Photo by Nathan Penlington via Flickr
Last week you might have caught the season premier of Bravo’s “Start-Ups: Silicon Valley,” a reality TV show that introduced six overly ambitious, work-hard-play-hard, potty-mouthed Bay Area entrepreneurs à la "Jersey Shore." Reality check. Reel it back. Each week, instead of stuffing your brain with Hollywood’s silly overhyped version of the real deal, woo yourself out of dumbed-down darkness, and back to a fuller picture of reality with these new and upcoming fiction books and documentaries.
What’s The Matter With White People?
By Joan Walsh
In her personal and political memoir, San Francisco-based Joan Walsh, Salon.com editor-at-large and MSNBC political analyst explores the division between right-wing culture warriors and a fearful white-working middle class in postwar America. Influenced by her experiences living in multicultural San Francisco, the former San Francisco magazine political columnist honestly reveals her thoughts on race, income inequality, the partisan divide and why white working class families defected from the Democratic Party.
"What's the Matter with White People?: Why We Long for a Golden Age That Never Was," Wiley, 278 pages, $25.95.
Subversives: The FBI’s War on Student Radicals, and Reagan’s Rise to Power
By Seth Rosenfeld
For the true-crime aficionado, the story of the FBI’s secret investigation of the Free Speech Movement’s Mario Savio and UC Berkeley’s civil rights and anti-war protestors of the 1960s. Complete with plot twists, FBI surveillance, illegal break-ins and poison-pen letters, Rosenfeld’s riveting tale sheds light on what happens when secrecy and unchecked power goes awry.
"Subversives: The FBI’s War on Student Radicals, and Reagan’s Rise to Power," Farrar, Straus and Giroux, 752 pages, $40.
Black Against Empire: The History and Politics of the Black Panther Party
By Joshua Bloom and Waldo E. Martin Jr.
In 1966, Bobby Seale and Huey Newtown banded together to form the Blank Panther Party, a revolutionary socialist movement based in Oakland that sought to militantly protect black neighborhoods, fight police brutality, and achieve working class liberation at all cost. According to Seale, the book, published next January, “clarifies the history of our movement, our aspirations, our struggles, and the bitter challenges we faced.”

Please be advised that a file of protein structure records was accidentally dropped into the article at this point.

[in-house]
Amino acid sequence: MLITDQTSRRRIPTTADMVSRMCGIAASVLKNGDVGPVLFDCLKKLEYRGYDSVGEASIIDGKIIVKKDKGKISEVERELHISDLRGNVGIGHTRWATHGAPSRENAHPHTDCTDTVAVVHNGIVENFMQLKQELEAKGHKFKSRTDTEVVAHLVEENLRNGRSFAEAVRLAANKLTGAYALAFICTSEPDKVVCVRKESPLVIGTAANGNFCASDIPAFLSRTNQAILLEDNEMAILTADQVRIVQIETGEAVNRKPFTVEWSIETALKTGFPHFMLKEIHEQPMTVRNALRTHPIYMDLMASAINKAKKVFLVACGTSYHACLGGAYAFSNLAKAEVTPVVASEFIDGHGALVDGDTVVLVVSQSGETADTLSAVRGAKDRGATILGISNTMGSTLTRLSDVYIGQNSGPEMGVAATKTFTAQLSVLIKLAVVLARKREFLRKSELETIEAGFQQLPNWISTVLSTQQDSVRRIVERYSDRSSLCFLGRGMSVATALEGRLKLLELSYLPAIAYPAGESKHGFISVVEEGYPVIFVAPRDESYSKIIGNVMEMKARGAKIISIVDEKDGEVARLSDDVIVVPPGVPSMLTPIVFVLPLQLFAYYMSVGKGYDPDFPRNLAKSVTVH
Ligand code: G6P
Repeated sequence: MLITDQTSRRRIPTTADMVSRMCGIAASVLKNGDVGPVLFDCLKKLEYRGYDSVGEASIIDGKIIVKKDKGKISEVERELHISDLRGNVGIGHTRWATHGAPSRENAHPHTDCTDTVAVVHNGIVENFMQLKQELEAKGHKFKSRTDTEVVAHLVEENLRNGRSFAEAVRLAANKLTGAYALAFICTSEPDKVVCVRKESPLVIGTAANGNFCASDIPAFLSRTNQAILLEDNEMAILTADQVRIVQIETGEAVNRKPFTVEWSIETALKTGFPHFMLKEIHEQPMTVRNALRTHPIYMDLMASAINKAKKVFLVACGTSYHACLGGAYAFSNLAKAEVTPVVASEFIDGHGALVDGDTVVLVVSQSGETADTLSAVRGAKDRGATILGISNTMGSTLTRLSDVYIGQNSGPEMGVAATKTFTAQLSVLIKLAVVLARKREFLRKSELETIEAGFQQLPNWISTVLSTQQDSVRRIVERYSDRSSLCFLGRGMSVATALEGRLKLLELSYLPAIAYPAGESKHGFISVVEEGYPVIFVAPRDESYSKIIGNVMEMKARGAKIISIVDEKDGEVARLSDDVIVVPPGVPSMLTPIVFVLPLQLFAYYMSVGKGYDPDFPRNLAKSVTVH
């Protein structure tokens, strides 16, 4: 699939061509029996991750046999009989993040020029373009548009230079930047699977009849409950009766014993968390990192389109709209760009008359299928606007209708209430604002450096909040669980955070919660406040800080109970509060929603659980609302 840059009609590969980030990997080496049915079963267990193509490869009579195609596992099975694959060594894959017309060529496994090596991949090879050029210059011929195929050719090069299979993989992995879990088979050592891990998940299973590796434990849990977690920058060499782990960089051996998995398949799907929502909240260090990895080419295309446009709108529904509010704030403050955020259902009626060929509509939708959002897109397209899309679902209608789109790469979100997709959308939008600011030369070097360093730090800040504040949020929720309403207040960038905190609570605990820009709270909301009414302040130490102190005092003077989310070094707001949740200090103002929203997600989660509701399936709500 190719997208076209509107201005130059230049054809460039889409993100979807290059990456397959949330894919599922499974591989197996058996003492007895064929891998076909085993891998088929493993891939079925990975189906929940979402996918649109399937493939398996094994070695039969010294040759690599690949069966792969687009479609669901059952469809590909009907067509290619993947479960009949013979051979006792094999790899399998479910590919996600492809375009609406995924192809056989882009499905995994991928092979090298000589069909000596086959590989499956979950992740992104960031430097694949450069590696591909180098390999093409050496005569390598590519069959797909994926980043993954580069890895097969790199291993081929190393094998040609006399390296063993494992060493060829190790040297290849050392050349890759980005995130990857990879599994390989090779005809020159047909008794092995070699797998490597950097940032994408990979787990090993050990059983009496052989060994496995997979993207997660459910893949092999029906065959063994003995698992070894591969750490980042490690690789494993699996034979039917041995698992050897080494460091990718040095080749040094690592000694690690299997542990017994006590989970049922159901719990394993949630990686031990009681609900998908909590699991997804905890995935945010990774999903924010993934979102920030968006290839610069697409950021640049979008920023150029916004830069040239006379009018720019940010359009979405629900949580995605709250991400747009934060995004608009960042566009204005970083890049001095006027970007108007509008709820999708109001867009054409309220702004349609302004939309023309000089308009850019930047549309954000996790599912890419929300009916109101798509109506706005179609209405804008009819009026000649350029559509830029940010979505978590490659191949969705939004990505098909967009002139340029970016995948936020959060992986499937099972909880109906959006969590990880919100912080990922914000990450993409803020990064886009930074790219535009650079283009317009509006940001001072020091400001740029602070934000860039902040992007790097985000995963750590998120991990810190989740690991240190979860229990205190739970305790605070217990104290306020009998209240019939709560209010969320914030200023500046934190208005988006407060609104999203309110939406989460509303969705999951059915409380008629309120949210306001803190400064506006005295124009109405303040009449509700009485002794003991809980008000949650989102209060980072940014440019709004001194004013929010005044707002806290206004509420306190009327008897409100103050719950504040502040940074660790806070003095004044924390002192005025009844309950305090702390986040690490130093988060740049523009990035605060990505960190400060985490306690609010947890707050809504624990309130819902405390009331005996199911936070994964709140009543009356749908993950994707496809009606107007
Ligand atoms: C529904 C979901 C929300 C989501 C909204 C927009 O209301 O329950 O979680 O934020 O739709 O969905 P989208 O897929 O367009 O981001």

"Black Against Empire: The History and Politics of the Black Panther Party," University of California Press, 560 pages, $34.95.
By Robert Graysmith
The San Francisco Chronicle cartoonist who brought us the New York Times 1986 bestseller, Zodiac, brings this: the first biography of the real Tom Sawyer, a mid-nineteenth century San Francisco firefighter—and friend of Mark Twain—who hunted down the city’s serial arsonist known by some as “The Lightkeeper.”
"Black Fire: The True Story of the Original Tom Sawyer—and of the Mysterious Fires That Baptized Gold Rush-Era San Francisco," Crown, 288 pages, $26.
Robert Duncan in San Francisco
By Michael Rumaker
After Michael Rumaker graduated from the Black Mountain College, he made his way to San Francisco where he entered the creative and artistic circle of American SF Renaissance poet, Robert Duncan. Next January’s re-release of Rumaker 1996 book is a portrait of gay life in the 1950s and an insight into the literary personalities of the era. The expanded 158-page edition features unpublished letters, between Rumaker and Duncan, in addition to an interview with the author.
"Robert Duncan in San Francisco," City Lights Publishers, 158 pages, $12.95.
The Waiting Room
Directed by Peter Nicks
Through a blend of cinema vérité and character voice overs, this documentary and social media project weaves real-life stories of the patients, staff and doctors at Highland Hospital, a safety-net hospital in Oakland catering to a community of largely uninsured patients. Bay Area-based director Peter Nicks creates an eye-opening narrative that gives a very real, human experience to the healthcare debate.
“The Waiting Room” is screening @ the Roxie Theater in San Francisco, the Grand Lake Theater in Oakland, and Shattuck Cinemas in Berkeley, Rafael Film Center in San Rafael, and Camera Cinemas in San Jose